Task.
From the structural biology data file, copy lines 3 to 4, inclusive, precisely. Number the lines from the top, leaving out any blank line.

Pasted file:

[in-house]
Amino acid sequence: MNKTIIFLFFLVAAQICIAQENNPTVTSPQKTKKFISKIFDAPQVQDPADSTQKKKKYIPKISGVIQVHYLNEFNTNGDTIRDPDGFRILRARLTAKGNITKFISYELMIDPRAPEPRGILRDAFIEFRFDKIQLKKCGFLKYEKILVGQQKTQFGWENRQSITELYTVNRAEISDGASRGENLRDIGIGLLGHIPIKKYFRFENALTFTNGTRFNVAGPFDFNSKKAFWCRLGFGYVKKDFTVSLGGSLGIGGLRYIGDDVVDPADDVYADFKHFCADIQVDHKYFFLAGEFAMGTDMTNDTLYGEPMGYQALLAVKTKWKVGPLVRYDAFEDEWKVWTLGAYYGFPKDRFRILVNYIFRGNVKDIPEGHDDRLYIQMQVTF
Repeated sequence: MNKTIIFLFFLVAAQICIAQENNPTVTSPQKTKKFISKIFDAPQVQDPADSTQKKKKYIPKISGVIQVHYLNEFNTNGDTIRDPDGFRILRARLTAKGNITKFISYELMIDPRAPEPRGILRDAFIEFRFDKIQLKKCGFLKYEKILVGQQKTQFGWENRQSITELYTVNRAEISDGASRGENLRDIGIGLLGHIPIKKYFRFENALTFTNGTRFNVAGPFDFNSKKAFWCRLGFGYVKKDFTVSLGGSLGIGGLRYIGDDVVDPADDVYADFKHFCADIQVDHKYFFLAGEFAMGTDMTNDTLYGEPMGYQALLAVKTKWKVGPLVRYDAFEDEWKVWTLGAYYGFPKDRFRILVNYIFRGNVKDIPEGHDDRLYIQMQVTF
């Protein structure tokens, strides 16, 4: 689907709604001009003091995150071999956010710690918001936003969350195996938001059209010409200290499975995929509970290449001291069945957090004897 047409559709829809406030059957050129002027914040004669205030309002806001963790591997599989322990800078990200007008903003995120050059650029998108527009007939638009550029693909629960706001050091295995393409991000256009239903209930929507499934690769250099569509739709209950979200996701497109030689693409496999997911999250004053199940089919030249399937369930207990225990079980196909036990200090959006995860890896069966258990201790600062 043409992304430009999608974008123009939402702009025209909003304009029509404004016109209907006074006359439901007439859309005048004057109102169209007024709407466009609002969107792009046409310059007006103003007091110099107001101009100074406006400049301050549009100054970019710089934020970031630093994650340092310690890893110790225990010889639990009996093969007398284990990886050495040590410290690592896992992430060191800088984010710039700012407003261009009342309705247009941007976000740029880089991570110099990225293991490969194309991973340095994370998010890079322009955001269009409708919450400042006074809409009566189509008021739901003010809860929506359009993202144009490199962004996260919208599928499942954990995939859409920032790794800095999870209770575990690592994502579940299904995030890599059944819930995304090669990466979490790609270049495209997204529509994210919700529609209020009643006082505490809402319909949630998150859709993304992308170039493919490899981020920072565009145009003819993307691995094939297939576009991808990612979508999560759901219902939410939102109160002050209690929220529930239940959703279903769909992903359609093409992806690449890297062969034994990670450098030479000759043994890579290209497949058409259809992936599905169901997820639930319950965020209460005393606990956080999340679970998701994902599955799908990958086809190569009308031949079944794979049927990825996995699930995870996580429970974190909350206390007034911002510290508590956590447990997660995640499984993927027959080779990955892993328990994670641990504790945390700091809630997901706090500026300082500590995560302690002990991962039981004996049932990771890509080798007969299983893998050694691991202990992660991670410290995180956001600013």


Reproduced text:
Repeated sequence: MNKTIIFLFFLVAAQICIAQENNPTVTSPQKTKKFISKIFDAPQVQDPADSTQKKKKYIPKISGVIQVHYLNEFNTNGDTIRDPDGFRILRARLTAKGNITKFISYELMIDPRAPEPRGILRDAFIEFRFDKIQLKKCGFLKYEKILVGQQKTQFGWENRQSITELYTVNRAEISDGASRGENLRDIGIGLLGHIPIKKYFRFENALTFTNGTRFNVAGPFDFNSKKAFWCRLGFGYVKKDFTVSLGGSLGIGGLRYIGDDVVDPADDVYADFKHFCADIQVDHKYFFLAGEFAMGTDMTNDTLYGEPMGYQALLAVKTKWKVGPLVRYDAFEDEWKVWTLGAYYGFPKDRFRILVNYIFRGNVKDIPEGHDDRLYIQMQVTF
């Protein structure tokens, strides 16, 4: 689907709604001009003091995150071999956010710690918001936003969350195996938001059209010409200290499975995929509970290449001291069945957090004897 047409559709829809406030059957050129002027914040004669205030309002806001963790591997599989322990800078990200007008903003995120050059650029998108527009007939638009550029693909629960706001050091295995393409991000256009239903209930929507499934690769250099569509739709209950979200996701497109030689693409496999997911999250004053199940089919030249399937369930207990225990079980196909036990200090959006995860890896069966258990201790600062 043409992304430009999608974008123009939402702009025209909003304009029509404004016109209907006074006359439901007439859309005048004057109102169209007024709407466009609002969107792009046409310059007006103003007091110099107001101009100074406006400049301050549009100054970019710089934020970031630093994650340092310690890893110790225990010889639990009996093969007398284990990886050495040590410290690592896992992430060191800088984010710039700012407003261009009342309705247009941007976000740029880089991570110099990225293991490969194309991973340095994370998010890079322009955001269009409708919450400042006074809409009566189509008021739901003010809860929506359009993202144009490199962004996260919208599928499942954990995939859409920032790794800095999870209770575990690592994502579940299904995030890599059944819930995304090669990466979490790609270049495209997204529509994210919700529609209020009643006082505490809402319909949630998150859709993304992308170039493919490899981020920072565009145009003819993307691995094939297939576009991808990612979508999560759901219902939410939102109160002050209690929220529930239940959703279903769909992903359609093409992806690449890297062969034994990670450098030479000759043994890579290209497949058409259809992936599905169901997820639930319950965020209460005393606990956080999340679970998701994902599955799908990958086809190569009308031949079944794979049927990825996995699930995870996580429970974190909350206390007034911002510290508590956590447990997660995640499984993927027959080779990955892993328990994670641990504790945390700091809630997901706090500026300082500590995560302690002990991962039981004996049932990771890509080798007969299983893998050694691991202990992660991670410290995180956001600013």